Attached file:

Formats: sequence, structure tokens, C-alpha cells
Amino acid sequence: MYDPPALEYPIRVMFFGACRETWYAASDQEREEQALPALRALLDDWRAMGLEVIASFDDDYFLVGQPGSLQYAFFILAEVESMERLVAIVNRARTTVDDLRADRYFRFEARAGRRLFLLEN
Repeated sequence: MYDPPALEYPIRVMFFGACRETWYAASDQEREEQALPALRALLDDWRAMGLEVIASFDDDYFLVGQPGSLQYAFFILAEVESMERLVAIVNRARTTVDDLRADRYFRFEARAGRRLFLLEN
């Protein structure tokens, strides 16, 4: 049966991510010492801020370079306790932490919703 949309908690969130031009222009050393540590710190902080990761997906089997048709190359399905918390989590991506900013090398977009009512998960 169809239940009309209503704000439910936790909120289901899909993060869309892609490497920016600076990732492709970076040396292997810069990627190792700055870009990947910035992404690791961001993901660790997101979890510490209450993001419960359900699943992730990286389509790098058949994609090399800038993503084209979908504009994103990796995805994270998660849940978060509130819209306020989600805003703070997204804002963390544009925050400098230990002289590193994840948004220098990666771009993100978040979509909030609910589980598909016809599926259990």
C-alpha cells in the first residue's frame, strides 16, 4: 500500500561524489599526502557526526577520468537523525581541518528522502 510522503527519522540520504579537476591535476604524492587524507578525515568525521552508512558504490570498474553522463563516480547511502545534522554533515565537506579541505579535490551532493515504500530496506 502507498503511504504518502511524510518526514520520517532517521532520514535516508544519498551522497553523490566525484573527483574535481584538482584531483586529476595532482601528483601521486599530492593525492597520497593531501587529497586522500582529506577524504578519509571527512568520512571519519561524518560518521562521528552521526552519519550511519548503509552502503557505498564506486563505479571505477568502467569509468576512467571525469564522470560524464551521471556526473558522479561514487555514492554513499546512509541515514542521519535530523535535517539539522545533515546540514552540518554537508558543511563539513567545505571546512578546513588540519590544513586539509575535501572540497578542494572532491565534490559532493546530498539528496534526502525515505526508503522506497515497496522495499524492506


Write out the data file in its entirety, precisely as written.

Formats: sequence, structure tokens, C-alpha cells
Amino acid sequence: MYDPPALEYPIRVMFFGACRETWYAASDQEREEQALPALRALLDDWRAMGLEVIASFDDDYFLVGQPGSLQYAFFILAEVESMERLVAIVNRARTTVDDLRADRYFRFEARAGRRLFLLEN
Repeated sequence: MYDPPALEYPIRVMFFGACRETWYAASDQEREEQALPALRALLDDWRAMGLEVIASFDDDYFLVGQPGSLQYAFFILAEVESMERLVAIVNRARTTVDDLRADRYFRFEARAGRRLFLLEN
């Protein structure tokens, strides 16, 4: 049966991510010492801020370079306790932490919703 949309908690969130031009222009050393540590710190902080990761997906089997048709190359399905918390989590991506900013090398977009009512998960 169809239940009309209503704000439910936790909120289901899909993060869309892609490497920016600076990732492709970076040396292997810069990627190792700055870009990947910035992404690791961001993901660790997101979890510490209450993001419960359900699943992730990286389509790098058949994609090399800038993503084209979908504009994103990796995805994270998660849940978060509130819209306020989600805003703070997204804002963390544009925050400098230990002289590193994840948004220098990666771009993100978040979509909030609910589980598909016809599926259990």
C-alpha cells in the first residue's frame, strides 16, 4: 500500500561524489599526502557526526577520468537523525581541518528522502 510522503527519522540520504579537476591535476604524492587524507578525515568525521552508512558504490570498474553522463563516480547511502545534522554533515565537506579541505579535490551532493515504500530496506 502507498503511504504518502511524510518526514520520517532517521532520514535516508544519498551522497553523490566525484573527483574535481584538482584531483586529476595532482601528483601521486599530492593525492597520497593531501587529497586522500582529506577524504578519509571527512568520512571519519561524518560518521562521528552521526552519519550511519548503509552502503557505498564506486563505479571505477568502467569509468576512467571525469564522470560524464551521471556526473558522479561514487555514492554513499546512509541515514542521519535530523535535517539539522545533515546540514552540518554537508558543511563539513567545505571546512578546513588540519590544513586539509575535501572540497578542494572532491565534490559532493546530498539528496534526502525515505526508503522506497515497496522495499524492506